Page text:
Basics: Dividends

Dividends. What are they and why do they matter to you?

To try and avoid paying the tax man, corporations issue dividends to their shareholders as a means of reducing their reported earnings. It is also how corporations repay investors and give them a return for having provided the needed capital. Of course a company needs to be profitable before it can give out dividends to investors; otherwise it is just increasing its losses. So, a company that gives out dividends is usually a sign that the company is doing and will continue to do well in the future. When looking into stocks, this is something to consider as this is a quick way to find companies that are profitable.

For the average investor, the benefits to receiving dividends are easily apparent. First, companies are essentially paying you for owning shares of their stock. It might only be $0.10 per share per quarter, but with 100 shares, that’s $10 a quarter and $40 a year. With more shares and higher dividend payouts, one could be making a significant sum on just dividend payments. If the company’s share price stays flat, then you’ve still made at least a small return on your investment. Since dividend paying companies are usually very profitable, dividends are more like the cherry on top of a sundae in terms of your investment income. That is to say, you shouldn’t focus on dividends but see them as an additional (some might say essential) part of your total investing strategy.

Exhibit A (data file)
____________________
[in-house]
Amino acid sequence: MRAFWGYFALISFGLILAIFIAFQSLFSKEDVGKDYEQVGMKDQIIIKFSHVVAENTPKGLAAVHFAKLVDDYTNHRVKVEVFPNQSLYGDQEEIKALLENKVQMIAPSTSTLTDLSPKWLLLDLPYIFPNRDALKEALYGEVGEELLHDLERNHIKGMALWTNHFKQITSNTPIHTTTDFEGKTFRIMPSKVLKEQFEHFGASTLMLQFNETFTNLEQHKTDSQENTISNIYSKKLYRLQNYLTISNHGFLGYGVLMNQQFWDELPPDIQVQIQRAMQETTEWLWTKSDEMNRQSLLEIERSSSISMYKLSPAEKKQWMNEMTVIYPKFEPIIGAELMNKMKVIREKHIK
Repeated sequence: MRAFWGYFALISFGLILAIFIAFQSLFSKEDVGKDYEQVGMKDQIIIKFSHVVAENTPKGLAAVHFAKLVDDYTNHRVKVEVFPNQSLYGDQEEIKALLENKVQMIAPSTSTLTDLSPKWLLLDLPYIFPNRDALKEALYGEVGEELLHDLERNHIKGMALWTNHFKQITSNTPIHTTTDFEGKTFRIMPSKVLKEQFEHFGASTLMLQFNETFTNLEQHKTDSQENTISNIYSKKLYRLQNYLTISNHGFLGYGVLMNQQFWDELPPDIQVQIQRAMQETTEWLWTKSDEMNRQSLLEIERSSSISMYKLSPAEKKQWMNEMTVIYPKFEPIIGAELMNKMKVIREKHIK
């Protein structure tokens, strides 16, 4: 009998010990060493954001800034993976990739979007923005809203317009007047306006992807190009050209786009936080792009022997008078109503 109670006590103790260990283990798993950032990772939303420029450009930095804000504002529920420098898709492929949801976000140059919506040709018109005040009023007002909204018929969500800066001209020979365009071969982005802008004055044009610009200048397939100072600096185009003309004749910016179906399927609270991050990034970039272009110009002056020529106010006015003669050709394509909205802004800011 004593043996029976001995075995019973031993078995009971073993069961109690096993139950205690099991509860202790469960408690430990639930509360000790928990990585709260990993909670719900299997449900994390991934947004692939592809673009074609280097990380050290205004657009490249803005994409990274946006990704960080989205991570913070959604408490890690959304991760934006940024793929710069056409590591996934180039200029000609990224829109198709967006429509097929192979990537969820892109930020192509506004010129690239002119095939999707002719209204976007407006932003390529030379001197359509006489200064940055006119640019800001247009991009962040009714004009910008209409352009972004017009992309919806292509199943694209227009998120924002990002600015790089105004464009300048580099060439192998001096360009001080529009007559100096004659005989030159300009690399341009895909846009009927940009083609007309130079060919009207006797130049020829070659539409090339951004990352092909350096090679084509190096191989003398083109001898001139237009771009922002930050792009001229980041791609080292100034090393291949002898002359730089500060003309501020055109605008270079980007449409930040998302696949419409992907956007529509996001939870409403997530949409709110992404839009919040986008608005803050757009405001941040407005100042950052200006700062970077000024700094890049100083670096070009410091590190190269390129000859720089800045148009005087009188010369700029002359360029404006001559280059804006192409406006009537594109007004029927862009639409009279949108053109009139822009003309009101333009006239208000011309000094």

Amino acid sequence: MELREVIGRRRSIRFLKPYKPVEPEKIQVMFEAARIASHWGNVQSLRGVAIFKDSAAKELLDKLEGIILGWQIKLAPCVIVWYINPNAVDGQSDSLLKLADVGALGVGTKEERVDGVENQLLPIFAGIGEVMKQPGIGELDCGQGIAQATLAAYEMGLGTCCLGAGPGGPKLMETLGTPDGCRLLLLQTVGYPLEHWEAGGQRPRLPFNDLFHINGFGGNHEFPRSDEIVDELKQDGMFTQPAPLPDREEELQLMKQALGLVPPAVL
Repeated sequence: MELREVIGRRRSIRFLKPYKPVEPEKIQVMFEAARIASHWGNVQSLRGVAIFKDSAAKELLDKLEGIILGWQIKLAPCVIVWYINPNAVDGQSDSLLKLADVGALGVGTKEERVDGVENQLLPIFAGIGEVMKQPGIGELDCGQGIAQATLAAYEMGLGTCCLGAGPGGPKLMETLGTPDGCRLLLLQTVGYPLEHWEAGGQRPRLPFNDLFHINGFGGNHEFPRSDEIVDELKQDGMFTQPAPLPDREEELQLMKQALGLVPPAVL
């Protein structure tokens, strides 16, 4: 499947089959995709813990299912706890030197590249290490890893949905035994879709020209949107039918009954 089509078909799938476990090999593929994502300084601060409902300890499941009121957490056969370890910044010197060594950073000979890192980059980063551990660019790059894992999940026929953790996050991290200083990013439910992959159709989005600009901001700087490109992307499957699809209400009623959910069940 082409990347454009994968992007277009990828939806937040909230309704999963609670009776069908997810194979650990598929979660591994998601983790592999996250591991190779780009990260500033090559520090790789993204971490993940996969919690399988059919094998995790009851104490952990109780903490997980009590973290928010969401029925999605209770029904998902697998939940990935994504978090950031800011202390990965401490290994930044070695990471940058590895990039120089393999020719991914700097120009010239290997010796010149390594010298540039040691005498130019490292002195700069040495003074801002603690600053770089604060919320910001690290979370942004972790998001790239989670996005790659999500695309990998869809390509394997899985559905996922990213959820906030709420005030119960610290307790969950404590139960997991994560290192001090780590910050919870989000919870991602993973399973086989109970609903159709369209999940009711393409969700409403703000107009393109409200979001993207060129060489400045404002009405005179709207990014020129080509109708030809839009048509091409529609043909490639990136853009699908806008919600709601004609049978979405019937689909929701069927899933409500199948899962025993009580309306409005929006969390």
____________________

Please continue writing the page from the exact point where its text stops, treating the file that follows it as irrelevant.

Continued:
The second benefit of dividends is the tax-rate at which you receive them. Most dividends paid out by companies are qualified dividends. Qualified dividends are taxed at the long-term capital gains tax-rate instead of as ordinary income tax-rates. This is usually at 15% for most people instead of an average 25-to-35% income tax-rate. In a long-term buy-and-hold strategy, accumulating a large and diverse portfolio of stocks that pay dividends will allow one to retire with a steady stream of income at a lower tax-rate. Just be aware that non-qualified dividends will be taxed at your current income tax-rate along with your ordinary income.


2 Responses to Basics: Dividends

  1. haystackfarmer says:

    Or you can buy Frontline Ltd (FRO) and get a 13% dividend and a roller coaster ride

  2. […] basics of dividends were explained in a previous entry. It is not always easy to discern between a risky stock that boasts a high dividend just to attract […]

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